At Long Last, the BMW M5 Touring Is Officially Coming to the US

It took more than 30 years, but the long-roof M5 is finally destined for these shores.

byJosé Rodríguez Jr|
BMW News photo


Wagon lovers, rejoice! A new performance wagon is upon us in America, which is an unlikely twist in today's auto market saturated by crossovers and SUVs. BMW has confirmed that the upcoming M5 Touring will be coming to the United States, where it will compete with the likes of the Audi RS6 Avant and the Mercedes-AMG E63 wagon. This is the first time that an M5 Touring has been sold in America, in the model's long history going back to the legendary E34 wagon from 1992.

It's not exactly a surprise that the BMW M5 Touring has been confirmed for the States—rumors to that effect had circulated for months—but the official confirmation is welcome news. Sedans and wagons have taken a backseat to trucks, crossovers, and SUVs on the U.S. market lately, forcing such stalwart wagon makers like Volvo to abandon them in favor of other vehicles. Audi shocked the auto world with its RS6 Avant, but fans implicitly understood such a vehicle was a moonshot that was unlikely to inspire rival automakers to bring out their own fire-breathing wagons.


That's what BMW is doing with the release of the M5 Touring, which is both a product of the German carmaker's storied M division and the latest revival of the Touring badge. This new model marks the third generation of the M5 Touring, and the latest wagon will succeed the E34 and E61 models, released in 1992 and 2007, respectively. Neither of those were sold in the U.S., likely due to little demand from buyers here for performance wagons.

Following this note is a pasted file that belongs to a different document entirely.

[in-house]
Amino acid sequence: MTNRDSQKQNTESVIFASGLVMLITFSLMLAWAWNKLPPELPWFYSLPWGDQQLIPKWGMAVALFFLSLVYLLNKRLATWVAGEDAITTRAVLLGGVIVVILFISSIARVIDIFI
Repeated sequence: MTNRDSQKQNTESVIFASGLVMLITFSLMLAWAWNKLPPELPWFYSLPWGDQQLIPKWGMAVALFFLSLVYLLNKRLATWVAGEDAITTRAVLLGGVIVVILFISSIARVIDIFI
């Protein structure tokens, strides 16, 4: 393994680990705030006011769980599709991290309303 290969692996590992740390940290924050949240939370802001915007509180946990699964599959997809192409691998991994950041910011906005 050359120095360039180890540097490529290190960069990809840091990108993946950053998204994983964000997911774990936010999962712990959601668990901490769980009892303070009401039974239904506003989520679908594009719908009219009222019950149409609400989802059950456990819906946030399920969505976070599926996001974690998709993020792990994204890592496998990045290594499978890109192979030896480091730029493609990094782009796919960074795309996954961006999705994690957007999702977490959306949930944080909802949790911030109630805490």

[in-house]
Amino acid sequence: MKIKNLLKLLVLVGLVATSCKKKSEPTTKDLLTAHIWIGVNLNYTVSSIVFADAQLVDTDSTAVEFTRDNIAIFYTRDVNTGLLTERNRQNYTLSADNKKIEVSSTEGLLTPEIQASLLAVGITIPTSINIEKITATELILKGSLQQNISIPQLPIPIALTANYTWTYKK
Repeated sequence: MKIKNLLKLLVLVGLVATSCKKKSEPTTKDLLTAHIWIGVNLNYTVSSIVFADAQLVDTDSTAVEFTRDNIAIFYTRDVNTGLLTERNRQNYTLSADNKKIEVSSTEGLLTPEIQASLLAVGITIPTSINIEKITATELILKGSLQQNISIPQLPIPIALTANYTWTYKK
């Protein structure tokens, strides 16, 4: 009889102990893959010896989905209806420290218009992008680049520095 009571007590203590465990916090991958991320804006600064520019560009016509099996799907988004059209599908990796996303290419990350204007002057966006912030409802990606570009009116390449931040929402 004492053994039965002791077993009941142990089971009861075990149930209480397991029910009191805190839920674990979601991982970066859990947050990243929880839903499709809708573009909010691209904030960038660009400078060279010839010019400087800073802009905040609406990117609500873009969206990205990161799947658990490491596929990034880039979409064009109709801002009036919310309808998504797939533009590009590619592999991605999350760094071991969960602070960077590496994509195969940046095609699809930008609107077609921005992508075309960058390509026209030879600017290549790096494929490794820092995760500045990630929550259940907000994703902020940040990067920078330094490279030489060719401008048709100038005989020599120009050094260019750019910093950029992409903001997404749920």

The full design of the new M5 wagon is still cloaked in a livery of squiggles and lines that carmakers use to conceal new cars, but we can make much of it out in a new video that BMW shared. It follows a BMW M5 sedan and M5 Touring out on test drives in their native Germany. Watch the wagon rip:

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The upcoming M5 takes on the looks of the current 5 Series G60, but has more aggressive styling. BMW says that the new M5 wagon will be powered by a hybrid powertrain, which may be similar to that of the BMW XM SUV. The most powerful version of that M car is the XM Red Label plug-in hybrid, which makes up to 738 horsepower and 738 lb-ft of torque. It's unclear how much of that power the new M5 Touring will inherit, but it'll have the same 4.4-liter twin-turbo V8 paired with at least one electric motor. It could also be a PHEV model, but the range is still unknown.

The BMW M5 Touring's price is also unknown for now. The prior-gen M5 F90 started just shy of $110,000, and that was for the sedan. You can imagine that a new, possibly plug-in hybrid M5 with a long roof will blow past that dollar figure, maybe into the low $120,000 range. Still, it might be worth it for those who've waited decades to see a new M5 Touring make it to the American market. Long live the wagon.

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